Tens of Thousands Demand Malaysia Premier Resign

Tens of Thousands Demand Malaysia Premier ResignTens of Thousands Demand Malaysia Premier Resign

Defying authorities, tens of thousands of Malaysians wearing yellow T-shirts and blowing horns gathered Saturday in Kuala Lumpur for a major rally to demand the resignation of embattled Prime Minister Najib Razak.

The crowds were undeterred by heavy police presence after authorities declared the rally illegal, blocked the organizer's website and banned yellow attire and the logo of Bersih, the coalition for clean and fair elections that is behind the weekend rallies, AP reported.

Najib has been fighting for political survival after leaked documents in July showed he received some $700 million in his private accounts from entities linked to indebted state fund 1MDB.

He later said the money was a donation from the Middle East, fired his critical deputy and four other Cabinet members as well as the attorney general investigating him.

Protesters in yellow shirts and headbands converged at five different locations and were marching to areas surrounding the landmark Independence Square, where celebrations to mark Malaysia's 58th National Day will be held Monday.

Scores of riot police sealed off roads leading to the square that authorities had declared off-limits to protesters. The two other major rallies, in 2011 and 2012, were dispersed by police using tear gas and water cannons.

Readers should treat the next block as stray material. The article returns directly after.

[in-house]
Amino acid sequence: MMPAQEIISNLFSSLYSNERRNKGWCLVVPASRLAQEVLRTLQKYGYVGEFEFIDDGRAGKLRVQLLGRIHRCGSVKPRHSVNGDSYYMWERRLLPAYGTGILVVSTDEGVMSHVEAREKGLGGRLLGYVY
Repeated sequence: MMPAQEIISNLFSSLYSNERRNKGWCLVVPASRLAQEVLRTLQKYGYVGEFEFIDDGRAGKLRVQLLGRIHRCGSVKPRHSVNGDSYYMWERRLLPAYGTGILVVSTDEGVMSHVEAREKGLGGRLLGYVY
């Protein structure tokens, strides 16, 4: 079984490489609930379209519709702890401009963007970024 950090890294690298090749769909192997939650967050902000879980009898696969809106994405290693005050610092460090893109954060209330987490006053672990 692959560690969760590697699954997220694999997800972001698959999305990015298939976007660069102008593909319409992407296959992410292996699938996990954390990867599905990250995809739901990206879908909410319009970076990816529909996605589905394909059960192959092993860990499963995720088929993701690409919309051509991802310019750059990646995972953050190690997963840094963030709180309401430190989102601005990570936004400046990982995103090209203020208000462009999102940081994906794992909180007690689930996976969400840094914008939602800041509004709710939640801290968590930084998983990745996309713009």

Some activists carried canvas bags with the words "My Prime Minister Embarrasses Me." Some held placards saying "We will not be silenced," while others chanted "Bersih" and waved Malaysian flags.

Crackdown on Opponents

The prime minister's fiercest critic, former leader Mahathir Mohamad, this week said he did not believe the money was a donation. He also called for Najib to step down.

Authorities suspended two newspapers and blocked access to a website that had reported on 1MDB.

Najib slammed the protesters for tarnishing Malaysia's image. "Those who wear this yellow attire ... They want to discredit our good name, scribble black coal on Malaysia's face to the outside world," he was quoted as saying by national news agency Bernama.

A nation of 30 million, Malaysia is predominantly Malay Muslim with significant Chinese and Indian minorities. Its ambitions to rise from a middle income to a developed nation this decade have been stymied by slow-paced reforms and Najib's increasing authoritarianism.

1MDB, set up by Najib in 2009 to develop new industries, has accumulated $11.1 billion in debt after its energy ventures abroad faltered. Concerns over the political scandal partly contributed to the Malaysian currency plunging to a 17-year low earlier this month.

Dip in Popularity

Support for Najib's National Front has eroded in the last two general elections. It won in 2013, but lost the popular vote for the first time to an opposition alliance.

Transparency International urged the government to mandate independent investigations into 1MDB and allow people to demonstrate peacefully.

Apart from Najib's resignation, the rally, which was planned to go on overnight, is also demanding institutional reforms that will make the government more transparent and accountable.

Worried that authorities may jam communications, more than 41,000 Malaysians have turned to FireChat, a mobile messaging application, that allows users nearby to communicate with each other when the Internet is down and which powered last year's Hong Kong's protests.

Earlier, Malaysia's Deputy Home Minister Nur Jazlan Mohamed warned protesters that police will take action if the rally turns violent or if they break the law. He warned that protesters should show their unhappiness with the government at the ballot box, not in the streets.

Amnesty International urged the government to allow the peaceful protests and warned that the "the world will be watching."